Quora data breach- On Dec 3rd, 2018, the question and answers services providing website Quora admitted that a cyber attack on its servers has compromised data of more than 100 million accounts. Later an official statement from the company said that compromised data includes information regarding name, email addresses, encrypted passwords and data imported from linked networks.

JP Morgan Chase Cyber Attack- In Sept’ 2014, JP Morgan Chase released an official statement that hackers have managed to intercept the bank servers compromising data of more than 83 million accounts released to over 76 million households. The hack actually took place in July’14 but was disclosed to the world only after two months. Names, email, postal addresses, phone numbers of account holders were said to have compromised in the attack. However, social security numbers of all the compromised accounts remain untouched.

Sony PlayStation Network- In April 2011, an external intrusion on the network of Sony PlayStation resulted in the service disruption and compromise of over 77 million accounts. The cyber incident made PlayStation 3 and play station portable console users from accessing the services for more than 24 days. After Sony released security patches to the compromised versions, the situation was brought under control.

Facebook- In September 2018, Facebook’s IT security staff discovered a vulnerability on their web services platform which could have exposed sensitive info of users to hackers- allowing them to take over the accounts. Later it was disclosed that the incident occurred due to a software bug issue on the site’s “ View As” feature which was fixed within 48 hours of its disclosure.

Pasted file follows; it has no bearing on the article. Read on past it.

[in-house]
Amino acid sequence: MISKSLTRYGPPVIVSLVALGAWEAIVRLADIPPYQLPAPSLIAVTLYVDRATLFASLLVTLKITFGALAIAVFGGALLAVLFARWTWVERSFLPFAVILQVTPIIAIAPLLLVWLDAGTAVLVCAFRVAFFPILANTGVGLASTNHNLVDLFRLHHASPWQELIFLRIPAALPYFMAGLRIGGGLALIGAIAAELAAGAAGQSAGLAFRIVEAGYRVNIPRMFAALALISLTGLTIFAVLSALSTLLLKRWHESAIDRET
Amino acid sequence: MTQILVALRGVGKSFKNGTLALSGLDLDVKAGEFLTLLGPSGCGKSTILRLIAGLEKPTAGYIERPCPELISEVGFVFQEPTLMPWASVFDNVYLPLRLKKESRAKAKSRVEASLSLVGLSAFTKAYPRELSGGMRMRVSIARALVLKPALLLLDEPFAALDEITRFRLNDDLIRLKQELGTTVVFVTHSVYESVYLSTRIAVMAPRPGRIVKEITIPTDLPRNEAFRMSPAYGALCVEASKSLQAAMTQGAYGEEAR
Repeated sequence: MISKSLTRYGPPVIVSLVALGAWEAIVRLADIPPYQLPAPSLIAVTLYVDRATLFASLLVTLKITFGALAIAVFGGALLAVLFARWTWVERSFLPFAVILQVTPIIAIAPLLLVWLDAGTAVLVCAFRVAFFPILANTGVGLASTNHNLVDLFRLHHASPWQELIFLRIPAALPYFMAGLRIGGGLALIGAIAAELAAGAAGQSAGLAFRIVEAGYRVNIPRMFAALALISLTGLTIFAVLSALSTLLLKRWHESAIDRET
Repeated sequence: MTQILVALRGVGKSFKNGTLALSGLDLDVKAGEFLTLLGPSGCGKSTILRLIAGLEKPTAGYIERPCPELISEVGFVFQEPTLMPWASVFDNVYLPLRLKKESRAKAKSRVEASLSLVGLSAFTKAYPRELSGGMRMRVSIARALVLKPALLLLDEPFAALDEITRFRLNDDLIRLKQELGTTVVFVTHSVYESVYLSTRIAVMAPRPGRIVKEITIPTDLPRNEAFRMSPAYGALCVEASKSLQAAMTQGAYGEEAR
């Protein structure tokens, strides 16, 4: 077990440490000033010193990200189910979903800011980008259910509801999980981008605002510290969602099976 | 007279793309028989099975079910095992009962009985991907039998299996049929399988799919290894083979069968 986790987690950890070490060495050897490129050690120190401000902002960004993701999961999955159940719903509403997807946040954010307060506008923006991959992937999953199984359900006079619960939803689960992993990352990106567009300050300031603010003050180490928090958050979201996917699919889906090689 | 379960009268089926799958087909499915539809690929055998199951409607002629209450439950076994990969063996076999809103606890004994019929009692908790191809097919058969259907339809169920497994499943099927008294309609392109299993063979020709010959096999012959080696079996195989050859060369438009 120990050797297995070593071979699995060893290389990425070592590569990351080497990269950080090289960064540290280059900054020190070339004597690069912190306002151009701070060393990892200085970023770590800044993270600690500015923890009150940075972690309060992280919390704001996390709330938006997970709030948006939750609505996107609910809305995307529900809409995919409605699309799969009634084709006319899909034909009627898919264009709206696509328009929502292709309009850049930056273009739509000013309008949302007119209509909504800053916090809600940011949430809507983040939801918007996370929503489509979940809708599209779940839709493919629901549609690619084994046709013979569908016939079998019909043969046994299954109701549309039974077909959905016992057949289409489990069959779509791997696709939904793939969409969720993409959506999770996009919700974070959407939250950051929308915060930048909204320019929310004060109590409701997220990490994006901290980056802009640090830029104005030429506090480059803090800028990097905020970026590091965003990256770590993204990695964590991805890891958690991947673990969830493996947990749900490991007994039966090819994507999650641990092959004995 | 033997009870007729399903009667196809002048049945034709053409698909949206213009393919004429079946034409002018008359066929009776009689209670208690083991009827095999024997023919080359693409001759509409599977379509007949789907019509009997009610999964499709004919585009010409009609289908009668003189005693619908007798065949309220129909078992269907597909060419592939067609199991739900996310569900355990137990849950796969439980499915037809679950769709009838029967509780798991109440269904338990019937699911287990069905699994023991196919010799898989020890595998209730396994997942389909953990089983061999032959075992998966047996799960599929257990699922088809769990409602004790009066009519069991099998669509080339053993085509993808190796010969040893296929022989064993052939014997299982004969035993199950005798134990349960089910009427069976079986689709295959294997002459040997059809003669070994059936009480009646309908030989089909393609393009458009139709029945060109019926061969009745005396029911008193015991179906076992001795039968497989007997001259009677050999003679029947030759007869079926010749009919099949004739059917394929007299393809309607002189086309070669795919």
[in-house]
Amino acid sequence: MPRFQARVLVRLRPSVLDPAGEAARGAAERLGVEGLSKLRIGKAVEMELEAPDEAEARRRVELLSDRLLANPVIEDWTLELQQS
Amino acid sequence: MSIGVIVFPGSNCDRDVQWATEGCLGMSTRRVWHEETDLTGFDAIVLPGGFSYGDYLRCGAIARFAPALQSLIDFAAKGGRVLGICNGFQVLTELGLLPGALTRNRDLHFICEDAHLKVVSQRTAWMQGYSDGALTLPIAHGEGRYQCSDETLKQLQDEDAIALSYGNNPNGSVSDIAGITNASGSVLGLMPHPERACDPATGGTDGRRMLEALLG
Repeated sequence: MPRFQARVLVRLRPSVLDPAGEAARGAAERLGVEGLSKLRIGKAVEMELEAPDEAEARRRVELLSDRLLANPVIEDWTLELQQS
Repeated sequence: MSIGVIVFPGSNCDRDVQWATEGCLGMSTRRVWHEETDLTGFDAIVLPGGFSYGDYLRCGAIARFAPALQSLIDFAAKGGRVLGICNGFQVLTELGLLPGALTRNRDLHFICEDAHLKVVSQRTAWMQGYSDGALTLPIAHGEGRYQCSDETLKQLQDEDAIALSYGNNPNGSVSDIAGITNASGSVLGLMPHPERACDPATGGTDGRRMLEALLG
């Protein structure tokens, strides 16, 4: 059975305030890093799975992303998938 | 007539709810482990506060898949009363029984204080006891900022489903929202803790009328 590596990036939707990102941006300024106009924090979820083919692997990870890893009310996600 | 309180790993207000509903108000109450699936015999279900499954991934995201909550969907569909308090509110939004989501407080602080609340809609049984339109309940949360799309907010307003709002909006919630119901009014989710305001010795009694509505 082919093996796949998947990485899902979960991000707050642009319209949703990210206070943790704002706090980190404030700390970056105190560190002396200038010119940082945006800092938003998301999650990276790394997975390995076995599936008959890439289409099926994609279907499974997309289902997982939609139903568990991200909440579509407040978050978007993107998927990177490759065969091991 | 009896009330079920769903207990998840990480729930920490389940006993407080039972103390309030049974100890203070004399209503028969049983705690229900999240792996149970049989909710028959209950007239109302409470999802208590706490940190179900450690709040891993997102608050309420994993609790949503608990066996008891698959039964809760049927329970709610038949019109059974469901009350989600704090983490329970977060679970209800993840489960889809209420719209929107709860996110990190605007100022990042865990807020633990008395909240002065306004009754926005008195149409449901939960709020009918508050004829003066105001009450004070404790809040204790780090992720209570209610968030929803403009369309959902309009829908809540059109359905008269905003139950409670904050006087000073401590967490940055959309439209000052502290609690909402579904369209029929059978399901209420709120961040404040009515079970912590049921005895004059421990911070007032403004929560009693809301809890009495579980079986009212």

UBER- In 2017, it was revealed that hackers accessed data of more than 57 million drivers from UBER database. The accessed information includes names and license details of more than 600,000 drivers residing across the United States. The cab services offering company had to a pay a penalty of $148 million to settle a nationwide investigation launched by the law enforcement.

NOTE 1-Due to reasons, we could include the details of the hack which leaked personal info of 10 million accounts and below. However, it doesn’t mean that those companies somehow managed to get out of the news headlines that easily.

NOTE 2- the Year 2018 proved worst to Facebook, the social media network led by Mark Zuckerberg. First, it was the Cambridge Analytica data scandal which shook the company from March 2018 which also led to the testimony of Mr. Zuckerberg before the Congress in May’18.  Later, the data leak of more than 50 million accounts due to a bug in the site’s View As feature embarrassed the company to a further extent. Then in Dec’18, it was revealed that another software bug has led to the exposure of photos of 6.8 million FB users which includes those which weren’t posted.

Naveen Goud
Naveen Goud is a writer at Cybersecurity Insiders covering topics such as Mergers & Acquisitions, Startups, Cyber Attacks, Cloud Security and Mobile Security